Where do you get your grass?

When we restore the river, we use eelgrass to establish the base of the ecosystem. Vallisneria Americana or “eelgrass” is also known as tapegrass. And we buy it from companies that grow it in controlled conditions.

Grass Planting diver
Divers plant prepared eelgrass pots

It’s critical when planting eelgrass not to take the grasses from one location and move them to another. We grow our grasses in nurseries or “mariculture” (marine agriculture) centers. This way we get grasses that are exactly the species we are looking for. We also can ensure that we’re not introducing other species into the river at the same time. Our grasses are clean and free from organic and biological contaminants. Learn more about our restoration process here.

Tracking our plants

We use grasses that are genetically tagged. Tape grass spreads both by putting out runners or rhizomes, that pop up and create new plants close to the parent, and by seeding. Many times mature plants put out flowers on long straight or corkscrew stems.

eelgrass flower oxygen
Mature flowering plant with spiral flower stems

Female flowers float on the surface, going up and down with tidal action. Males release pollen, fertilizing the surface female flowers. The flowers release seeds to take root wherever tides and currents take them.

Hungry manatee sometimes pull up whole plants including the root. Being messy eaters, often plants will drift away from feeding manatee. Some plants will find their way to take root somewhere else.

Whether through runners, seeds, or being pulled loose, we can identify the unique genetic tag of all of the plants used to restore the river.

Would you like salt with that?

eelgrass exclusion cage
Grasses growing through exclusion cages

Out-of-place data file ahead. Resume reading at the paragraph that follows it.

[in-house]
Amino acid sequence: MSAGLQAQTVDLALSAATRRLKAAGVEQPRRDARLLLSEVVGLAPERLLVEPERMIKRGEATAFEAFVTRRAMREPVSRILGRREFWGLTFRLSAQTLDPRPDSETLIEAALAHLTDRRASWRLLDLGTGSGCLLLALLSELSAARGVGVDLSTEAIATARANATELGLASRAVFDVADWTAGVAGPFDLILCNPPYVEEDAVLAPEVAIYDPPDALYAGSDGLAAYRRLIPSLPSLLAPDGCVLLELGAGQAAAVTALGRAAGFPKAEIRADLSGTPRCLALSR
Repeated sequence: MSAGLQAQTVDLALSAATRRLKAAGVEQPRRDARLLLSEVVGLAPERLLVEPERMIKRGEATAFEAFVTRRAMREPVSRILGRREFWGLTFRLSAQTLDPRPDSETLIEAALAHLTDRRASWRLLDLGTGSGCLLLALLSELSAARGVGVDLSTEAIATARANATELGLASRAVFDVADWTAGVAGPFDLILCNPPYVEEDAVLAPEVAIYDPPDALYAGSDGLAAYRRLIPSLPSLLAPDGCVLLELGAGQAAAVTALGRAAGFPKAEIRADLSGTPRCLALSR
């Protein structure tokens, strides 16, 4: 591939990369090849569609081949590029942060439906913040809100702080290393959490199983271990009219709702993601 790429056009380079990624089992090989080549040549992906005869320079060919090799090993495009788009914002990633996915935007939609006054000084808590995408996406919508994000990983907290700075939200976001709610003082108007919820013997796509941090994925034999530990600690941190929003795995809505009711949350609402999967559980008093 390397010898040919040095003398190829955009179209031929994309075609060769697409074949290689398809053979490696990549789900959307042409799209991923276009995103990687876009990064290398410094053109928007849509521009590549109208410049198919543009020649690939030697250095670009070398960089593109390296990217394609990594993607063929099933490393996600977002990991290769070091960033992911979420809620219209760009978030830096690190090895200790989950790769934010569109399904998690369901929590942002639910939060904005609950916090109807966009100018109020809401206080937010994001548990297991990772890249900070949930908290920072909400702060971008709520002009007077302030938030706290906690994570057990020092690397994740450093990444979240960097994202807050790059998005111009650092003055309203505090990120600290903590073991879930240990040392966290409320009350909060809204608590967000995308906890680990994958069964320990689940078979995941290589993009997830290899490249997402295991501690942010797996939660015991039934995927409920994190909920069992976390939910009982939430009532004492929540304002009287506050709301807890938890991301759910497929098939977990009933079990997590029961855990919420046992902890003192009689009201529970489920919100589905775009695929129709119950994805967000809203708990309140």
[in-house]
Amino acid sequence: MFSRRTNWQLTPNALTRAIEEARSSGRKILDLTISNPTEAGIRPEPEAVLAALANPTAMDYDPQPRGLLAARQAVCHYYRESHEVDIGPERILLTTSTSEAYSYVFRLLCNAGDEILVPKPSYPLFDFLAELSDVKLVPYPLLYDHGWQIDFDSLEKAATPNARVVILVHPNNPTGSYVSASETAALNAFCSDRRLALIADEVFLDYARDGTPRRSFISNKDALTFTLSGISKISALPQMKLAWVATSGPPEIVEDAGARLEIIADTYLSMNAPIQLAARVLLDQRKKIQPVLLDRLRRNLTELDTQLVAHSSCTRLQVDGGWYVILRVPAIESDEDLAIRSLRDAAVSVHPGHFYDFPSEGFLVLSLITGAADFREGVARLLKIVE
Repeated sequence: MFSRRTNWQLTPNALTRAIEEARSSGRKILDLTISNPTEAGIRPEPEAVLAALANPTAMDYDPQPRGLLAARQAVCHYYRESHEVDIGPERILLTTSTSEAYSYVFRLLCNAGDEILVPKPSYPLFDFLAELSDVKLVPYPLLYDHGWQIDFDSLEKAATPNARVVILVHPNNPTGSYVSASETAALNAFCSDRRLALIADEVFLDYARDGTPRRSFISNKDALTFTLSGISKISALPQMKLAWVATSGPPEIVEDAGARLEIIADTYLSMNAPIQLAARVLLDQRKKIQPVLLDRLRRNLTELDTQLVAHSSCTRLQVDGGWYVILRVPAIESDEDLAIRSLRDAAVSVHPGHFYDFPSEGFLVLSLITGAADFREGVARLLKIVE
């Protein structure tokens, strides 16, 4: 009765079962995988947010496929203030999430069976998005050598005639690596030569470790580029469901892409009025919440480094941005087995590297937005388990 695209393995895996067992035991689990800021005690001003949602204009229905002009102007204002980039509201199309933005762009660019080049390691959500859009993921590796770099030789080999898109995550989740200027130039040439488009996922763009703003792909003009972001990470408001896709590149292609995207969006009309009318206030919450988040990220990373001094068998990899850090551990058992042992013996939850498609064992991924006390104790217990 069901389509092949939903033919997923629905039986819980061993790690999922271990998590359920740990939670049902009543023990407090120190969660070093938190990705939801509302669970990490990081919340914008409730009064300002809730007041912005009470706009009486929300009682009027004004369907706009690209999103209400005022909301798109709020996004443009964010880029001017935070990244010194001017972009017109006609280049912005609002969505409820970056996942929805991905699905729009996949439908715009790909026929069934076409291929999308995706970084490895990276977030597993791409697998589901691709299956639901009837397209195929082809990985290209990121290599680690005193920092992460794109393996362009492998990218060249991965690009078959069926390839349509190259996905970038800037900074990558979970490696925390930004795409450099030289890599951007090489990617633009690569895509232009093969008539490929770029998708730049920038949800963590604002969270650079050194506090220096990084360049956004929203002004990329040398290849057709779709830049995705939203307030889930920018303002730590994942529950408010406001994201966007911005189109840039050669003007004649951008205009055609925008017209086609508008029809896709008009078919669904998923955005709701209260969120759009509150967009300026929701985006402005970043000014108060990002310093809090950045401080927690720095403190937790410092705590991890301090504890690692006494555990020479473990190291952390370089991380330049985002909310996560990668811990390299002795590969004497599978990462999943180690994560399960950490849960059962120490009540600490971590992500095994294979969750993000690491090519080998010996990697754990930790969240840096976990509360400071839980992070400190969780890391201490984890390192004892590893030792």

We select rapid growing species of eelgrass because we want the project to take effect as quickly as possible. The project selected “Rock Star” eelgrass for its ability to spread rapidly. Rapidly spreading grasses grow faster than manatee, turtles, and other creatures will be able to eat it. The faster we establish the grass, the faster it begins using nitrogen and phosphorous in the water, leaving water that is not a great habitat for the blue green cyanobacteria Lyngbya, which has take over our inland waters.

We learned that salt tolerance is another important characteristic of eelgrass. A second species called “Salty Dog” is cultivated for its ability to survive storm surges where inland waters become brackish during hurricanes and storm surges. We choose to grow and deploy Salty Dog along with Rock Star, so that we can get the best of both species.

What you can do

eelgrass meadow
An eelgrass meadow with a haze of oxygen over it.

Our ecosystem depends on a sound base. Grasses provide the foundation of the restoration project. In the sands and mud below, worms and invertebrates have a home. Above the surface, the grasses leaves host small organisms that are the foundation of the food chain.

Learn more about grasses and their importance to a thriving ecosystem at these sites:

The Chesapeake Bay Program

University of Florida Wetlands Plants (see submerged)

Let us know if you have questions about the grasses used in our restoration project. Send us your questions here.